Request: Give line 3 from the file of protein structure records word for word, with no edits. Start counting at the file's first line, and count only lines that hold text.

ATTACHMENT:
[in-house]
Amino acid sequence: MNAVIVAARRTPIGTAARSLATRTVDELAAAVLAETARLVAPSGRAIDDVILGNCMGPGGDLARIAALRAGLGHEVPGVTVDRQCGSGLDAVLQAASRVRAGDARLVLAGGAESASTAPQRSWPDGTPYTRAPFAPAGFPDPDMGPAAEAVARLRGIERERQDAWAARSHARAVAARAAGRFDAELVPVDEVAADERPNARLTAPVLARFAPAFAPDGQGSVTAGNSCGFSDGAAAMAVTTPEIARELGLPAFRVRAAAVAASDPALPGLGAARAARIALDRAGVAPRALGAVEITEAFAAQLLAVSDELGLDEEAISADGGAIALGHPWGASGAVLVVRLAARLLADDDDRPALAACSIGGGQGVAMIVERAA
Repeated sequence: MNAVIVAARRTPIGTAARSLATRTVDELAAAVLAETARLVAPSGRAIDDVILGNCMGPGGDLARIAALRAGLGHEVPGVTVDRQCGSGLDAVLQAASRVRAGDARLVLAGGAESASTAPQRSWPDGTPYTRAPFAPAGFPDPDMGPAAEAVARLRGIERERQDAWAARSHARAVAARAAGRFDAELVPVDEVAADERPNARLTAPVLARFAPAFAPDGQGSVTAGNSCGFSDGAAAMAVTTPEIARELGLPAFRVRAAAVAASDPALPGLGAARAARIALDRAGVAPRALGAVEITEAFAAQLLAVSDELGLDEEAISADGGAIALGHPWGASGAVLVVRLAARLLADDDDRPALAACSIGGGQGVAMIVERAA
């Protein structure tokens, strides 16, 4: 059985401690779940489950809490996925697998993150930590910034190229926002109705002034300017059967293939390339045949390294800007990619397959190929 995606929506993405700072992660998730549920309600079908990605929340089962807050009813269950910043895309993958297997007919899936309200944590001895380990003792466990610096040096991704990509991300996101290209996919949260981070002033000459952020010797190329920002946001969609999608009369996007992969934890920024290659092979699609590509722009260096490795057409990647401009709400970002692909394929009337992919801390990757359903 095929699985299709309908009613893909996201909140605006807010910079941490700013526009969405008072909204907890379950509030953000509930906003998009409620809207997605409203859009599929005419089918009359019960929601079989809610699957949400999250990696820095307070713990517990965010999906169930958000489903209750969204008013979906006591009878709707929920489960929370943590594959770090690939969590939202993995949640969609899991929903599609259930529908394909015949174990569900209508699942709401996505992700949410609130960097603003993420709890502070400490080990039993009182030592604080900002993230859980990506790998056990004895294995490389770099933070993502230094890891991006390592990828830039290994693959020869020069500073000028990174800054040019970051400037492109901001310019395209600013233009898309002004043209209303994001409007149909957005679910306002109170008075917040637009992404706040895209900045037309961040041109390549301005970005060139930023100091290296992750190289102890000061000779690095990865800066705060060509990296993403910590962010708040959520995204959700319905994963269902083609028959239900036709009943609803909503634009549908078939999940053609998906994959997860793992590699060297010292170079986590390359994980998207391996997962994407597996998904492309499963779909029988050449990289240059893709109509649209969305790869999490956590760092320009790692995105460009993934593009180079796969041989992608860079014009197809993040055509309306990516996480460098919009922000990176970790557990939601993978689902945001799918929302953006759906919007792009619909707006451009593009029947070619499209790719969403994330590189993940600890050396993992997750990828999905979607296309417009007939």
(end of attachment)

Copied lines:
Repeated sequence: MNAVIVAARRTPIGTAARSLATRTVDELAAAVLAETARLVAPSGRAIDDVILGNCMGPGGDLARIAALRAGLGHEVPGVTVDRQCGSGLDAVLQAASRVRAGDARLVLAGGAESASTAPQRSWPDGTPYTRAPFAPAGFPDPDMGPAAEAVARLRGIERERQDAWAARSHARAVAARAAGRFDAELVPVDEVAADERPNARLTAPVLARFAPAFAPDGQGSVTAGNSCGFSDGAAAMAVTTPEIARELGLPAFRVRAAAVAASDPALPGLGAARAARIALDRAGVAPRALGAVEITEAFAAQLLAVSDELGLDEEAISADGGAIALGHPWGASGAVLVVRLAARLLADDDDRPALAACSIGGGQGVAMIVERAA